Pharmacokinetics in elderly patients

Absorption

Allopurinol is active when given orally and is rapidly absorbed from the upper gastrointestinal tract. Studies have detected allopurinol in the blood 30-60 minutes after dosing. Estimates of bioavailability vary from 67% to 90%. Peak plasma levels of allopurinol generally occur approximately 1.5 hours after oral administration of Acepurin, but fall rapidly and are barely detectable after 6 hours. Peak plasma levels of oxipurinol generally occur after 3-5 hours after oral administration of Acepurin and are much more sustained.

Distribution

Allopurinol is negligibly bound by plasma proteins and therefore variations in protein binding are not thought to significantly alter clearance. The apparent volume of distribution of allopurinol is approximately 1.6 litre/kg which, suggests relatively extensive uptake by tissues. Tissue concentrations of allopurinol have not been reported in humans, but it is likely that allopurinol and oxipurinol will be present in the highest concentrations in the liver and intestinal mucosa where xanthine oxidase activity is high.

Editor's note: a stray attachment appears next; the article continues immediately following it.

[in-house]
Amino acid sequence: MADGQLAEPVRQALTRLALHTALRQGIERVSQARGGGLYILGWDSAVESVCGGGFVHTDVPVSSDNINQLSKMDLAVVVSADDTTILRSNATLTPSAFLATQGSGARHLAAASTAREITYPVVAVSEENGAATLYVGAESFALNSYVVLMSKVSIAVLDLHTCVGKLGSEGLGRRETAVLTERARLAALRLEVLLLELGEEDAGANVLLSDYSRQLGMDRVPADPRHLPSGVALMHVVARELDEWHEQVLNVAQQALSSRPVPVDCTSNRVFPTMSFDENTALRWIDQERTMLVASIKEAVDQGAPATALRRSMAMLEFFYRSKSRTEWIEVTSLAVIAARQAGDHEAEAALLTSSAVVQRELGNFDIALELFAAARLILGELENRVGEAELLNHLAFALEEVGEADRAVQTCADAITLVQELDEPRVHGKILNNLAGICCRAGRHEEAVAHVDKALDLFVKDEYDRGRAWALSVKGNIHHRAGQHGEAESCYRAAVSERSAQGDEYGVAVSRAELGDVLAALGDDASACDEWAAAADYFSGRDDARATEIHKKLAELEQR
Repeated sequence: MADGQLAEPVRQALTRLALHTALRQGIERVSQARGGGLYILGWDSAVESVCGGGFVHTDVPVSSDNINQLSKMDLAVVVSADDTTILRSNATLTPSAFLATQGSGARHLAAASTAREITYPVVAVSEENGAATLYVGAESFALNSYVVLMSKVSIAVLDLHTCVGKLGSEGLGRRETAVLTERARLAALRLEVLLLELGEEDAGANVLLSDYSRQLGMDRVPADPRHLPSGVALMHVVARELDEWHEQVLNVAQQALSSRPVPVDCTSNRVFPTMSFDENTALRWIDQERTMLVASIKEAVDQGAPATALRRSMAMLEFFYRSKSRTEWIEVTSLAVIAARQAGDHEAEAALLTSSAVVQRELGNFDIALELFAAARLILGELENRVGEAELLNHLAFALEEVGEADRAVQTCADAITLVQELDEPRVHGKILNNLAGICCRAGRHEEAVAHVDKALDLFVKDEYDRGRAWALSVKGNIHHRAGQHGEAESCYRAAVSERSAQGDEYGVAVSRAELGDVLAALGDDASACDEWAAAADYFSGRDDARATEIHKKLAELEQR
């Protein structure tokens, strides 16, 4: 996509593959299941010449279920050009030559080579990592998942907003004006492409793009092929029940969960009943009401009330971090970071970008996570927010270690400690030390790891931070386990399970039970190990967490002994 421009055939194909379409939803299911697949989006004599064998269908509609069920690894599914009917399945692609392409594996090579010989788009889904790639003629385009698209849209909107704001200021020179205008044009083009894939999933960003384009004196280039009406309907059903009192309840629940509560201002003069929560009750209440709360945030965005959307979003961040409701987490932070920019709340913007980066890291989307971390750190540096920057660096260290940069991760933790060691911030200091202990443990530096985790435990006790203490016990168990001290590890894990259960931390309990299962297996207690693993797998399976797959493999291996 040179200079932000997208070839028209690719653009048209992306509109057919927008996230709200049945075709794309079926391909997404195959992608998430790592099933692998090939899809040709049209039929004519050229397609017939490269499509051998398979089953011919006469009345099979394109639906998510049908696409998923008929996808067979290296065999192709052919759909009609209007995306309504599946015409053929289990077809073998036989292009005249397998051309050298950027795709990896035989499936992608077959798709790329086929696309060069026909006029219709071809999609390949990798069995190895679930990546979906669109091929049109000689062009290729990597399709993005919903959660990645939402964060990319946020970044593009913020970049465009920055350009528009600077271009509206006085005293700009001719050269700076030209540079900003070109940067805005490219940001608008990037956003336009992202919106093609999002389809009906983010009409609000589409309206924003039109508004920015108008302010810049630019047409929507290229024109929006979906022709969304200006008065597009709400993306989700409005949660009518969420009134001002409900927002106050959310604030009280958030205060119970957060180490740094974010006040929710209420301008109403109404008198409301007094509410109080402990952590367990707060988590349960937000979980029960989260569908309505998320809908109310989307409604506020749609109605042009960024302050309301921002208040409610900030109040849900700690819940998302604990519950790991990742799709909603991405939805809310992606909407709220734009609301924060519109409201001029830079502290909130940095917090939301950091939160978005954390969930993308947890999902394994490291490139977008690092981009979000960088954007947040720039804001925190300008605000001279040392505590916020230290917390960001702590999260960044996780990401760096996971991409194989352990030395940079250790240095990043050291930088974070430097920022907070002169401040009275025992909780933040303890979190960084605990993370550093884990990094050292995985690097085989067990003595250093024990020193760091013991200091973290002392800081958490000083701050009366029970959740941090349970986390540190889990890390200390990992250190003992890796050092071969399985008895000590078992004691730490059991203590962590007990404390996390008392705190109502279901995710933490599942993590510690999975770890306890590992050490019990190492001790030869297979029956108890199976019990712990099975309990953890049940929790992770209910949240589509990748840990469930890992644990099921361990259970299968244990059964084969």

Biotransformation

The main metabolite of Acepurin is oxipurinol. Other metabolites of allopurinol include allopurinol-riboside and oxipurinol-7-riboside.

Elimination

Approximately 20% of the ingested allopurinol is excreted in the faeces. Elimination of allopurinol is mainly by metabolic conversion to oxipurinol by xanthine oxidase and aldehyde oxidase, with less than 10% of the unchanged drug excreted in the urine. Allopurinol has a plasma half-life of about 0.5 to 1.5 hours.

Oxipurinol is a less potent inhibitor of xanthine oxidase than allopurinol, but the plasma half-life of oxipurinol is far more prolonged. Estimates range from 13 to 30 hours in man. Therefore effective inhibition of xanthine oxidase is maintained over a 24 hour period with a single daily dose of Acepurin. Patients with normal renal function will gradually accumulate oxipurinol until a steady-state plasma oxipurinol concentration is reached. Such patients, taking 300 mg of allopurinol per day will generally have plasma oxipurinol concentrations of 5-10 mg/litre.

Oxipurinol is eliminated unchanged in the urine but has a long elimination half-life because it undergoes tubular reabsorption. Reported values for the elimination half-life range from 13.6 hours to 29 hours. The large discrepancies in these values may be accounted for by variations in study design and/or creatinine clearance in the patients.